The new political antisemitism eventually merged with a distorted form of social Darwinism and racial determinism, forming the antisemitism eventually embraced by the Nazi party, which saw the Jews as a parasitical disease that was destroying the "master race," i.e., Aryan white Europeans. This led directly to the murder of six million Jews in the Nazi Holocaust.

In Islam, the Quran contains several anti-Jewish passages, including one saying the Jews are sons of apes and pigs who will be killed on the apocalyptic day of judgement. Muhammad himself conquered the Jewish tribes of the Hijaz and, in several cases, committed atrocities against them, such as slaughtering all the male members of the Banu Qurayza. Jews and Christians were both placed under a system that allowed them to practice their religions and retain their autonomy as second-class citizens, though they faced certain restrictions and were required to pay a special tax. This status changed, however, depending on the political and religious atmosphere in any given part of the Islamic empire. For example, the Yemenite Jews were expelled several times, the Jews of North Africa were subjected to forced conversion,[48] and female Jewish children were often forcibly taken from their parents and raised as Muslims.

With the rise of Zionism, a number of Jews began to immigrate to the Holy Land. Around this time, Arab Nationalism began to flourish. There were a minority of Arab nationalists who sought to ally with the Zionist groups, seeing them as "fellow Arabs" with skills that could be used to modernize the Arab world without being placed under the European boot so to speak. But this did not pan out, and with things such as the betrayal of the British and the Balfour Declaration, Jews began to be viewed as a 5th column. With the Arab world carved up by Britain and France, propaganda by a certain German group became rather popular[49]. Even the Jews that had been living in the Arab world for centuries became viewed with suspicion, and life grew steadily worse.

Then came the civil war in the Mandate of Palestine, culminating in the founding of Israel. This was not a good time to be an Arab; ethnic cleansings occurred, and hundreds of thousands of Palestinians were displaced[50]. Local Jews were blamed, and in retaliation riots broke out, and Jews throughout the Arab world were cleansed in response. The only Muslim communities with Jewish populations of note are Turkey and Iran, though most Jews left during the Iranian revolution. Whereas Israel was eager to absorb the Jews into their population, the Arab world was not so eager to do the same with the Palestinians, keeping the issue alive. Life has steadily gotten worse for most of the refugees, and since violence breeds more violence, well, today Jews do not win any popularity contests in the Arab world. And as long as the issue remains open, with Palestinians stuck in camps for decades and the Israelis and Palestinians unable (or unwilling) to settle it peacefully, it's unlikely to get better.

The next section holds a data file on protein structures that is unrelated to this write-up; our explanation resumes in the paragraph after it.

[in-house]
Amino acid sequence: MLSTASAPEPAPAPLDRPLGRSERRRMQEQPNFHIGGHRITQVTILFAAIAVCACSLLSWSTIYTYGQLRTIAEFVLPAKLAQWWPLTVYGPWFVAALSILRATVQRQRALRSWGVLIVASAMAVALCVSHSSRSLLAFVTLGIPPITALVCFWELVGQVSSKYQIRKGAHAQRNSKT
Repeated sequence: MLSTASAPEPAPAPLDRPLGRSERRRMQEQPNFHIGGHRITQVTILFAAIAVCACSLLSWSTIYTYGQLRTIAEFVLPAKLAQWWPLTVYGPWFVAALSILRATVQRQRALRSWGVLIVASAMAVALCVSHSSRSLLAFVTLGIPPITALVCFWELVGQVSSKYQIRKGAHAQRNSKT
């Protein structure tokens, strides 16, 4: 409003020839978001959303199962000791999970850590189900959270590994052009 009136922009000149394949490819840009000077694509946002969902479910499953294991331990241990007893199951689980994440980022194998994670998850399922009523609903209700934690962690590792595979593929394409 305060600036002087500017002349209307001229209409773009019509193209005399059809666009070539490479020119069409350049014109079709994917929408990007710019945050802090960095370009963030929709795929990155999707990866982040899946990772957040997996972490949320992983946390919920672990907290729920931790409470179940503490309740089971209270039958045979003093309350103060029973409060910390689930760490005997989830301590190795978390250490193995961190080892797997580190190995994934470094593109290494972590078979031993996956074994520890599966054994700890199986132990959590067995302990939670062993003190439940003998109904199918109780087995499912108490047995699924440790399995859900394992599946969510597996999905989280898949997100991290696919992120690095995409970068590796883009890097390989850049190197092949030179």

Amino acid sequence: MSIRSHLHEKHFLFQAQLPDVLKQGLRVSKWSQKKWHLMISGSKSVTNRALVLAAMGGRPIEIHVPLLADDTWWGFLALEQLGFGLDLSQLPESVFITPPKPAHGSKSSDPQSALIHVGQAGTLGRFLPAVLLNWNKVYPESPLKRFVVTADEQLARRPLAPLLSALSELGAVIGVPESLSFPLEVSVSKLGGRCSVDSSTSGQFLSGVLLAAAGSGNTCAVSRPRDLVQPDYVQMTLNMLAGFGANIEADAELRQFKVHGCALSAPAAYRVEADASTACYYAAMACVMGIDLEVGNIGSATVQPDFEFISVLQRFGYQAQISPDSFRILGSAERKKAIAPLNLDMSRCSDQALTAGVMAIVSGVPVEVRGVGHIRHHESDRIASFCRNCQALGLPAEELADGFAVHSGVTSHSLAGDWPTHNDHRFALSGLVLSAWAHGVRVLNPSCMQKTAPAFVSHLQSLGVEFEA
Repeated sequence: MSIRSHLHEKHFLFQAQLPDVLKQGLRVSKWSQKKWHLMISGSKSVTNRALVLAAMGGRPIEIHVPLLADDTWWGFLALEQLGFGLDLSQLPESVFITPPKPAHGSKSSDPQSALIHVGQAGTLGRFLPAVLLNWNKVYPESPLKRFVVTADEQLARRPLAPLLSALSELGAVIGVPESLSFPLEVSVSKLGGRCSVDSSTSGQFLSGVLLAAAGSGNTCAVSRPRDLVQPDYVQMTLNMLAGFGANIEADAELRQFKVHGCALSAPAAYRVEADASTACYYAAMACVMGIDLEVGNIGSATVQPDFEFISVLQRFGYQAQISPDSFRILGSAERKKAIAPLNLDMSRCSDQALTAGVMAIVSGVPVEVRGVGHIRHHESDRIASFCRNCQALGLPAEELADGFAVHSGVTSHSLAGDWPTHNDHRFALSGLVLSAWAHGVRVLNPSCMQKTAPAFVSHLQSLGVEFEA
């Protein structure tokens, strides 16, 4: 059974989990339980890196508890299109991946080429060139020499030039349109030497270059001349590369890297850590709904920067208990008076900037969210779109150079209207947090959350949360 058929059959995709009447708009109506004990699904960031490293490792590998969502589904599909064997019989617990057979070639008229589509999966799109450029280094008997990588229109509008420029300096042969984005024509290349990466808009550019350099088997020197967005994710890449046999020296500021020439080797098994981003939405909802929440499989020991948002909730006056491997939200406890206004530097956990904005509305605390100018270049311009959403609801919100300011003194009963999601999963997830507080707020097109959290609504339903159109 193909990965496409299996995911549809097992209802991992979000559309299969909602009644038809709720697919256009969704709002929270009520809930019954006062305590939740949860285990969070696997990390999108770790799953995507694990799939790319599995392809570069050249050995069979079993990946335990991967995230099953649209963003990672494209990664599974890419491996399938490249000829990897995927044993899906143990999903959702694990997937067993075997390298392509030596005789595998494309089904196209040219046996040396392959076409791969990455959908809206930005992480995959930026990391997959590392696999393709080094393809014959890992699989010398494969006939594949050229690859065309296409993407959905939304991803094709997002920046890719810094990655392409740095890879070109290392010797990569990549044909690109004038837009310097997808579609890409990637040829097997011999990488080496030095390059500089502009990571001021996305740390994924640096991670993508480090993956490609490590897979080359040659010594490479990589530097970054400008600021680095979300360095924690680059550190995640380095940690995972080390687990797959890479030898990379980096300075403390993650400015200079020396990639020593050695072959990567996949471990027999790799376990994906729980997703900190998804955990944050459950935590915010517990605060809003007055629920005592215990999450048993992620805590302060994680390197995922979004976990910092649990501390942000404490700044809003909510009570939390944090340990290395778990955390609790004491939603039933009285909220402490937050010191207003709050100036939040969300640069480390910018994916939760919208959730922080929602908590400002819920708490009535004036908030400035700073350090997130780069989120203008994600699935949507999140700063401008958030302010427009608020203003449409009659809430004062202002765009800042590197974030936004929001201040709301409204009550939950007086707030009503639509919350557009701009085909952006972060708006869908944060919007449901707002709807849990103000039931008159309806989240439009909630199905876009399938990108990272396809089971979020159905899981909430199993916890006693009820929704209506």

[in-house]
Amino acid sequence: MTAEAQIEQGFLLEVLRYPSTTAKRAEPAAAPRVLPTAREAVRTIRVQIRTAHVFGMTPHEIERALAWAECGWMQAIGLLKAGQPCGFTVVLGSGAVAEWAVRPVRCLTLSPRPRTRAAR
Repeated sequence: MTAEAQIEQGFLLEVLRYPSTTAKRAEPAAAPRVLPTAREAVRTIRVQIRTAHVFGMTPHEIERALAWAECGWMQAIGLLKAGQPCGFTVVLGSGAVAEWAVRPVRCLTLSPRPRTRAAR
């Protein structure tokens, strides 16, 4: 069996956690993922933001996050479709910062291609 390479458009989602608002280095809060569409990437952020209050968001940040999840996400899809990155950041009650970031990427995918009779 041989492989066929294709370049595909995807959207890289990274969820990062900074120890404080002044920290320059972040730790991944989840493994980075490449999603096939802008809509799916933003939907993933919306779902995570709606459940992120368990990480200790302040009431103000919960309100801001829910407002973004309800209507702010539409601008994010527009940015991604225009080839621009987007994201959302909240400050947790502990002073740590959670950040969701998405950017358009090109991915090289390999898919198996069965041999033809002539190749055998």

General prejudice

Most such beliefs feed off of ignorance and prejudice that arises from historical interpretations of Christianity and its teachings, and have traditionally been fanned with accusations of heresy and obvious cultural differences, as well as Biblical associations of Jewish leaders (often referred to simply as "the Jews," or that perennial sign of Nazi beliefs, "the Jew," by the dumb and those who tend to misspeak), with the death of Jesus. Antisemitism also pops up among Muslim communities, often combined with banking conspiracies and 9/11 conspiracy theories.

Anti-Semites frequently claim that Jews secretly control banks/governments/the media/the Treaty of Versailles. Tragically, on occasion some Jews fail to respond appropriately to such accusations, confirming conspiracy theorists' baseless concerns in their minds.[51] It is similar to racism in that it frequently applies a stereotype or stereotypes to all members of a diverse group. Nazism took antisemitism to horrific extremes, resulting in the Holocaust. Modern antisemitism frequently takes the form of Holocaust denial or mass media/governmental conspiracy theories such as the "Zionist Occupational Government" (ZOG) beloved of white supremacists, but classic antisemitic tracts including the infamous 19th century Russian forgery The Protocols of the Learned Elders of Zion have become increasingly popular in the Middle East. Some lunatic anti-Semite may think almost every person he/she doesn't like (or is rich) is Jewish, even when they aren't.

Both the left and right are guilty of antisemitism. Ruth Fischer, a Communist leader of Weimar-era (1919-1933) Germany, called for "Jewish capitalists" to be hanged from lampposts; ironically her contemporary Hitler, considered Communism to be a Jewish plot - but he also liked the stereotype of the Jewish banker.